GEARING UP FOR GRANDPARENTING PART TWO


Well, its official my daughter has now started her maternity leave. All her work is done, files cleared, email box emptied and now rest … awaiting the arrival of her daughter, our granddaughter.

36 weeks (officially 4 to go) although we have all sort of convinced ourselves that she is going to arrive early. Latest visit to the midwife, confirms, she has turned around, head engaged, so getting into the position to be born.

My daughter still seems incredibly calm and has, just like she has had all her life, definite ideas about how she is going to go through the birth process. No epidural, no painkillers, pure nature, no gynaecologist. Great plans and as I have told her now several times (well actually she is probably bored by me saying), the whole essence lies in the breathing.

I used to be a huge yoga fan (still am) and when I lived at home went with my own mother every week. Coming to live here, I continued on for years every Monday evening after work. Yoga breathing that is what is all about, clearing mind, body and spirit. Breathing is after all the essence of life itself. If you can do this successfully you never need any painkillers for a headache, just a simple breathing exercise clears any symptoms within minutes. So why this breathing for the birth? 

Of course all women reading this blog will know that contractions are painful and that they come in waves. A lot of people tense up so much, they actually forget to keep breathing and then the contraction itself really does not have any effect. By controlling your breathing and allowing the body to adapt step by step for the birth, means that you soon reach full dilation and then it’s all about pushing and puffing. Once the head and shoulders are born, all the hard work is really done.

Not that I say I was an expert. Not at all. I had an epidural when my daughter was born, so a pain-free experience and my son was born by c-section.

But I remember my own mother giving me the same advice, ‘it’s all about the breathing’ she said. I agree.

My own emotion is in between excitement, worry to some extent that all will go well and also the idea; what will it be like to be a grandparent? How will I actually feel when I hold her for the first time? Will all the memories flood back from 30 years ago? 

I remember when my mother arrived at the hospital, that I felt a huge sigh of relief. It was all very new and I felt unsure, but the moment my own mother arrived with all her experience, everything was under control. Even though she would only be there for a couple of weeks and have to return to the UK. 

She was just a pro, could pick up the baby much better than I could as a first time parent. She would say, the baby is much stronger and tougher than you think, true, but all the same, first time around it is all such a learning curve! Agree?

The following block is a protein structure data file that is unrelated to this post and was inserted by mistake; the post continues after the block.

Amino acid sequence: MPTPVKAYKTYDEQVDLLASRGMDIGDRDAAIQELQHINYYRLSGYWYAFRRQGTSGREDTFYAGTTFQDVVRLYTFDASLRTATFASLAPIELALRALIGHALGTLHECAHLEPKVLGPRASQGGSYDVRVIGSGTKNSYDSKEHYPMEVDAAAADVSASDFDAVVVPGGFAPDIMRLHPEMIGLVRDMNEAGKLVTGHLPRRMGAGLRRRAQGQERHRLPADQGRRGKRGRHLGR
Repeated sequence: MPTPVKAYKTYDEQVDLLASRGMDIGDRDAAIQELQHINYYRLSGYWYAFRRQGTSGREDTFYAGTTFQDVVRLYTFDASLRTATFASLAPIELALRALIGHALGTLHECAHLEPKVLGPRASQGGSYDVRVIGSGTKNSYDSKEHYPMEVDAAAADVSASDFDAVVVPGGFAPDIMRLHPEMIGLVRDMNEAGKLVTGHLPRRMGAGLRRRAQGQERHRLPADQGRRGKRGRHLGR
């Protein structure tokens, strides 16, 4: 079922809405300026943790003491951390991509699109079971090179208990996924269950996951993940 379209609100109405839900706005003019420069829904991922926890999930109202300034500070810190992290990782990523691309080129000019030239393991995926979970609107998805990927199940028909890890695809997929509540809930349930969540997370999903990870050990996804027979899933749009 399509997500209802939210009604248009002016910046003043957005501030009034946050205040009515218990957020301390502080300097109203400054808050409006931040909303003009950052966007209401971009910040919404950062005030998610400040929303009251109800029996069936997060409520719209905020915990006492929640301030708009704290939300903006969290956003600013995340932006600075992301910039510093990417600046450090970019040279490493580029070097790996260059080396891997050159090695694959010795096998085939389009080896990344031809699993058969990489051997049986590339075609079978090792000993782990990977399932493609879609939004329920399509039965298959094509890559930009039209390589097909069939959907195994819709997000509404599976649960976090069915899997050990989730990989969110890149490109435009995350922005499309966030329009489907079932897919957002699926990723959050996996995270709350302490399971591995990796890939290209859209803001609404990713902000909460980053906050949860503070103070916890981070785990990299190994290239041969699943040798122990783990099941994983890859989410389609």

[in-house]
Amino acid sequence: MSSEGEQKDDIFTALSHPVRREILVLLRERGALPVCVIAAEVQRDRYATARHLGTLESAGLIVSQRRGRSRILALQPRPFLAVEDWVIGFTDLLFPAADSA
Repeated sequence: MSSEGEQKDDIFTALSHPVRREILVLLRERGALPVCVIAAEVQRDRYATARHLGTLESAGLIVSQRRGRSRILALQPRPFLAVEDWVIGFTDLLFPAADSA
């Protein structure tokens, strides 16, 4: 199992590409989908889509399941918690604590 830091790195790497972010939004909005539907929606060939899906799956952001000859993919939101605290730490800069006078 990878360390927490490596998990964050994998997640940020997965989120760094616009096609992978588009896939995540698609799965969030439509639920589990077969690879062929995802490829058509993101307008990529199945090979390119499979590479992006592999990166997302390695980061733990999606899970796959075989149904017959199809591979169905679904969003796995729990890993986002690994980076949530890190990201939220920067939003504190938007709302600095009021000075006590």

My daughter said to me the other day that she is not going to ring us in the middle of the night, because we will not be able to sleep but surely she must realize that I will instinctively know. I have already had several dreams where I have seen the baby’s face already, and no she has not had one of those special 3D echoes done either. It’s a sort of trip down memory lane if you like, my own memories keep flooding back.

It was a really hot month in May when she was born all those years ago and I had one sundress, which still fitted my whale shape body and I spent the majority of the days sitting relaxing in the sun. I was as brown as a berry apart from one huge white lump in the middle. I had three friends who were pregnant at the same time, and when the first baby was born, it brought it all so much more into perspective. I was actually the last of the three of us.

I wonder why people often love to tell the tale of their ‘traumatic experience’? It can be so off-putting when you are still awaiting your own birth experience. When you think women in Africa and such countries are often working in the fields, give birth, bundle the baby in a special cloth on the back and carry on! Perhaps we are all too pampered here in the western world?

Anyway one thing is for sure, the birth will happen. No baby has ever ended up staying the womb forever. It is all a natural process going back to the beginning of time. And of course every single woman in the world experiences it in a different way.

It is getting exciting, not only for the ‘parents to be’ but for the grandparents too. How will her little dog Duvel, the Jack Russell react to all the attention the baby will get? He is already wondering why the room is all changed around; well there is this sort of cage (playpen) already assembled. Duvel is an unusual dog for sure, but it almost as if he has a seventh sense about what is going on.

Although we are not planning to turn the new baby in a social media hype and post up loads of photos, I will add one to the next blog when I introduce her to you, but in the meantime, we all literally all counting down… and breathing …


Image: Private Collection Jill Kramer (copyright) my daughter (left) with best friend Sophie, both on the same due date 23rd February!!

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Jill Kramer

Hi! I'm Jill and I'm a passionate author of books, short stories, columns and blogs.

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